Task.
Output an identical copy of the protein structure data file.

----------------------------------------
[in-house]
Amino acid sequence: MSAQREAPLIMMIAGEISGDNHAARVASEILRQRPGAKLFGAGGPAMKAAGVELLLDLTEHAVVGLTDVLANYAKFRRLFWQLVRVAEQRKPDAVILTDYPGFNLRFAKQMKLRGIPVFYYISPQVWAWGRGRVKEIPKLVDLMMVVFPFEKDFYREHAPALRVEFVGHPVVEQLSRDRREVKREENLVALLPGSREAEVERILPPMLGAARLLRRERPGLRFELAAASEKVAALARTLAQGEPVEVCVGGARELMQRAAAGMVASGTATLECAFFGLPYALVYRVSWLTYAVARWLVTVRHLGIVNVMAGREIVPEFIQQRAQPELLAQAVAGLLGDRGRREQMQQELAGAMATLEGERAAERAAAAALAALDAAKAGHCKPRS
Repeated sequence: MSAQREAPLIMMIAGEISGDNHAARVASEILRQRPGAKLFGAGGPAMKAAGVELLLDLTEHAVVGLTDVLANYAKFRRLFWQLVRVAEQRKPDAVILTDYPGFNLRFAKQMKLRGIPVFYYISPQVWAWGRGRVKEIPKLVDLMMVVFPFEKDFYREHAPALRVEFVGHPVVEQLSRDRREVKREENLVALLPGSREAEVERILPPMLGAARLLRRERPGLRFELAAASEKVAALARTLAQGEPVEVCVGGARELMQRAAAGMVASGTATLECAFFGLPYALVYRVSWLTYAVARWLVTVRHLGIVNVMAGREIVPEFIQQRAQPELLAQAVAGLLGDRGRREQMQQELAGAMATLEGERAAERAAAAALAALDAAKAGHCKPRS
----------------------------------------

[in-house]
Amino acid sequence: MSAQREAPLIMMIAGEISGDNHAARVASEILRQRPGAKLFGAGGPAMKAAGVELLLDLTEHAVVGLTDVLANYAKFRRLFWQLVRVAEQRKPDAVILTDYPGFNLRFAKQMKLRGIPVFYYISPQVWAWGRGRVKEIPKLVDLMMVVFPFEKDFYREHAPALRVEFVGHPVVEQLSRDRREVKREENLVALLPGSREAEVERILPPMLGAARLLRRERPGLRFELAAASEKVAALARTLAQGEPVEVCVGGARELMQRAAAGMVASGTATLECAFFGLPYALVYRVSWLTYAVARWLVTVRHLGIVNVMAGREIVPEFIQQRAQPELLAQAVAGLLGDRGRREQMQQELAGAMATLEGERAAERAAAAALAALDAAKAGHCKPRS
Repeated sequence: MSAQREAPLIMMIAGEISGDNHAARVASEILRQRPGAKLFGAGGPAMKAAGVELLLDLTEHAVVGLTDVLANYAKFRRLFWQLVRVAEQRKPDAVILTDYPGFNLRFAKQMKLRGIPVFYYISPQVWAWGRGRVKEIPKLVDLMMVVFPFEKDFYREHAPALRVEFVGHPVVEQLSRDRREVKREENLVALLPGSREAEVERILPPMLGAARLLRRERPGLRFELAAASEKVAALARTLAQGEPVEVCVGGARELMQRAAAGMVASGTATLECAFFGLPYALVYRVSWLTYAVARWLVTVRHLGIVNVMAGREIVPEFIQQRAQPELLAQAVAGLLGDRGRREQMQQELAGAMATLEGERAAERAAAAALAALDAAKAGHCKPRS